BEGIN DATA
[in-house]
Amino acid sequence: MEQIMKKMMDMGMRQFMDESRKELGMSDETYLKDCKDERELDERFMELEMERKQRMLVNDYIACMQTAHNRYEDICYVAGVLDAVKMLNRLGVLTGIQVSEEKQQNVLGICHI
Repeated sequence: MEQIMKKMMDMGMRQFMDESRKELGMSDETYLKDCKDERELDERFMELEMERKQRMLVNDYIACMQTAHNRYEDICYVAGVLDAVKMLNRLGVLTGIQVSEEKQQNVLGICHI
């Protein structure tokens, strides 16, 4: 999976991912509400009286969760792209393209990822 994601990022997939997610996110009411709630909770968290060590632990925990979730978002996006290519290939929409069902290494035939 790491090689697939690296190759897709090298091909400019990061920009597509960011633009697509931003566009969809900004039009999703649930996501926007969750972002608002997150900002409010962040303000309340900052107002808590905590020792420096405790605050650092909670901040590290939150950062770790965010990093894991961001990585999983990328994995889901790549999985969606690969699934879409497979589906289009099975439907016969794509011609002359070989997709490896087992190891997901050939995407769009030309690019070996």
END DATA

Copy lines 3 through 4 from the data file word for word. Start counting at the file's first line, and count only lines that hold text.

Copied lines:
Repeated sequence: MEQIMKKMMDMGMRQFMDESRKELGMSDETYLKDCKDERELDERFMELEMERKQRMLVNDYIACMQTAHNRYEDICYVAGVLDAVKMLNRLGVLTGIQVSEEKQQNVLGICHI
């Protein structure tokens, strides 16, 4: 999976991912509400009286969760792209393209990822 994601990022997939997610996110009411709630909770968290060590632990925990979730978002996006290519290939929409069902290494035939 790491090689697939690296190759897709090298091909400019990061920009597509960011633009697509931003566009969809900004039009999703649930996501926007969750972002608002997150900002409010962040303000309340900052107002808590905590020792420096405790605050650092909670901040590290939150950062770790965010990093894991961001990585999983990328994995889901790549999985969606690969699934879409497979589906289009099975439907016969794509011609002359070989997709490896087992190891997901050939995407769009030309690019070996």